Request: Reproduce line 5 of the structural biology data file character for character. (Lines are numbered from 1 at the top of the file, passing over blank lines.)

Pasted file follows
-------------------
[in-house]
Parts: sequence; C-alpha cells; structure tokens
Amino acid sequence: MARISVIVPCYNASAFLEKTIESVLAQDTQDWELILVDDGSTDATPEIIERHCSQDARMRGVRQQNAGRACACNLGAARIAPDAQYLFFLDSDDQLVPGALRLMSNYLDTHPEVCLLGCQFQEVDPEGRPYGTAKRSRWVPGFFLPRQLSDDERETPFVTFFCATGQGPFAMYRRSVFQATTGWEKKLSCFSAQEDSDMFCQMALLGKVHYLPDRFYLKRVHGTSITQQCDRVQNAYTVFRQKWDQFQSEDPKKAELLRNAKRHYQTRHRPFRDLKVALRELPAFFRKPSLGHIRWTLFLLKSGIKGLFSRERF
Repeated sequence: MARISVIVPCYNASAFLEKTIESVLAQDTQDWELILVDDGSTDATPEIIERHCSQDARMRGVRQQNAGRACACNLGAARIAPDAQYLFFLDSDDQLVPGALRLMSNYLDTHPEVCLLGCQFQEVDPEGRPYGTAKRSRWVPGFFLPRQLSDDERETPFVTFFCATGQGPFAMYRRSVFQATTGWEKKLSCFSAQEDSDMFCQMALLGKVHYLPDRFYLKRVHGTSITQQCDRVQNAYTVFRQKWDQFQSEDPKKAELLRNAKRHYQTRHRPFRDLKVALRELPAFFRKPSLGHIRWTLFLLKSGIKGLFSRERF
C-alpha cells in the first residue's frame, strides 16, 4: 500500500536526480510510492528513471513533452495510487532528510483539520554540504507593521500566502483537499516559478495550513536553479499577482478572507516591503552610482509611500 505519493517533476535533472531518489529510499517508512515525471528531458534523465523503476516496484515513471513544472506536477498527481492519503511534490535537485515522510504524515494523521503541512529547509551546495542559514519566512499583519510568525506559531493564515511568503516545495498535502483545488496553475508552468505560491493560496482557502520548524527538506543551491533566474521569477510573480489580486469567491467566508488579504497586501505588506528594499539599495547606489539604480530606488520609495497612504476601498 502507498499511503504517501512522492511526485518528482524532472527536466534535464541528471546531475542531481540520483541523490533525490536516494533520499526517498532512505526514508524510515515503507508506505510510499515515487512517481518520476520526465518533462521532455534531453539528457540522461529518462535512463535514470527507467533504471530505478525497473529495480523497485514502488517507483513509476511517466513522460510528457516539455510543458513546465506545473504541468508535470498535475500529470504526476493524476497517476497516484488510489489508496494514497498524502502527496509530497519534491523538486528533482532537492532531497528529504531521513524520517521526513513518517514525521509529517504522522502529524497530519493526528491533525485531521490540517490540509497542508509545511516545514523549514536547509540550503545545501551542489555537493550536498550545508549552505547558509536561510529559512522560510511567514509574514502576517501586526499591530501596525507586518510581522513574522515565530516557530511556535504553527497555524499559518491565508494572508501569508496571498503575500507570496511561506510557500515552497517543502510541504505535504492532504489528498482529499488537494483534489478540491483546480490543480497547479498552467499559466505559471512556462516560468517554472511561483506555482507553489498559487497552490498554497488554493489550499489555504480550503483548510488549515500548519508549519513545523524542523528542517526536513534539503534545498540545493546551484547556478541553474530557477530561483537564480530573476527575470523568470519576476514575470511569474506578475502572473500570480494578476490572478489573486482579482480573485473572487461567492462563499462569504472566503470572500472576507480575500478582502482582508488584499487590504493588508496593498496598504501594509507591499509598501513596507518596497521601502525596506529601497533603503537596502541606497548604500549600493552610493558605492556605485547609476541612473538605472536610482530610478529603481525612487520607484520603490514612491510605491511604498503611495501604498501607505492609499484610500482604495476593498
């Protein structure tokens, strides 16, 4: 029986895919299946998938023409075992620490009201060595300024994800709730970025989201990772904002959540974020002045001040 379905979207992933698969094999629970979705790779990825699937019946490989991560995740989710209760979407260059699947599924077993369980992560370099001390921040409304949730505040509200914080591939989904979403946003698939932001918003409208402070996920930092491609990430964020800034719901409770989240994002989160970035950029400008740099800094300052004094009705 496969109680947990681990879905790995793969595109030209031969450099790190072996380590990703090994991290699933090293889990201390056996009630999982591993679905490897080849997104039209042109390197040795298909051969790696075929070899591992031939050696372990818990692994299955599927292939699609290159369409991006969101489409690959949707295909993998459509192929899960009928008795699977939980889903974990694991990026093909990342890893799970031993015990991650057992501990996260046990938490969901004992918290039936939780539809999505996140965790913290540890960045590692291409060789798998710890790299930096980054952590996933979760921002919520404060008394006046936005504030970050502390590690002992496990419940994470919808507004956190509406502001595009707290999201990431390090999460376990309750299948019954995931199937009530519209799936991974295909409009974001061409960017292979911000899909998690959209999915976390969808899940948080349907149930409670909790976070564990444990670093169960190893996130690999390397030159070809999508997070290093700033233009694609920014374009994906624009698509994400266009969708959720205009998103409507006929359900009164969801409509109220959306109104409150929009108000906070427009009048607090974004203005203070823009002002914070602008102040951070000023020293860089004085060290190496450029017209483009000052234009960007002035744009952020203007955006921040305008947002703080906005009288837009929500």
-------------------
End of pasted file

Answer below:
C-alpha cells in the first residue's frame, strides 16, 4: 500500500536526480510510492528513471513533452495510487532528510483539520554540504507593521500566502483537499516559478495550513536553479499577482478572507516591503552610482509611500 505519493517533476535533472531518489529510499517508512515525471528531458534523465523503476516496484515513471513544472506536477498527481492519503511534490535537485515522510504524515494523521503541512529547509551546495542559514519566512499583519510568525506559531493564515511568503516545495498535502483545488496553475508552468505560491493560496482557502520548524527538506543551491533566474521569477510573480489580486469567491467566508488579504497586501505588506528594499539599495547606489539604480530606488520609495497612504476601498 502507498499511503504517501512522492511526485518528482524532472527536466534535464541528471546531475542531481540520483541523490533525490536516494533520499526517498532512505526514508524510515515503507508506505510510499515515487512517481518520476520526465518533462521532455534531453539528457540522461529518462535512463535514470527507467533504471530505478525497473529495480523497485514502488517507483513509476511517466513522460510528457516539455510543458513546465506545473504541468508535470498535475500529470504526476493524476497517476497516484488510489489508496494514497498524502502527496509530497519534491523538486528533482532537492532531497528529504531521513524520517521526513513518517514525521509529517504522522502529524497530519493526528491533525485531521490540517490540509497542508509545511516545514523549514536547509540550503545545501551542489555537493550536498550545508549552505547558509536561510529559512522560510511567514509574514502576517501586526499591530501596525507586518510581522513574522515565530516557530511556535504553527497555524499559518491565508494572508501569508496571498503575500507570496511561506510557500515552497517543502510541504505535504492532504489528498482529499488537494483534489478540491483546480490543480497547479498552467499559466505559471512556462516560468517554472511561483506555482507553489498559487497552490498554497488554493489550499489555504480550503483548510488549515500548519508549519513545523524542523528542517526536513534539503534545498540545493546551484547556478541553474530557477530561483537564480530573476527575470523568470519576476514575470511569474506578475502572473500570480494578476490572478489573486482579482480573485473572487461567492462563499462569504472566503470572500472576507480575500478582502482582508488584499487590504493588508496593498496598504501594509507591499509598501513596507518596497521601502525596506529601497533603503537596502541606497548604500549600493552610493558605492556605485547609476541612473538605472536610482530610478529603481525612487520607484520603490514612491510605491511604498503611495501604498501607505492609499484610500482604495476593498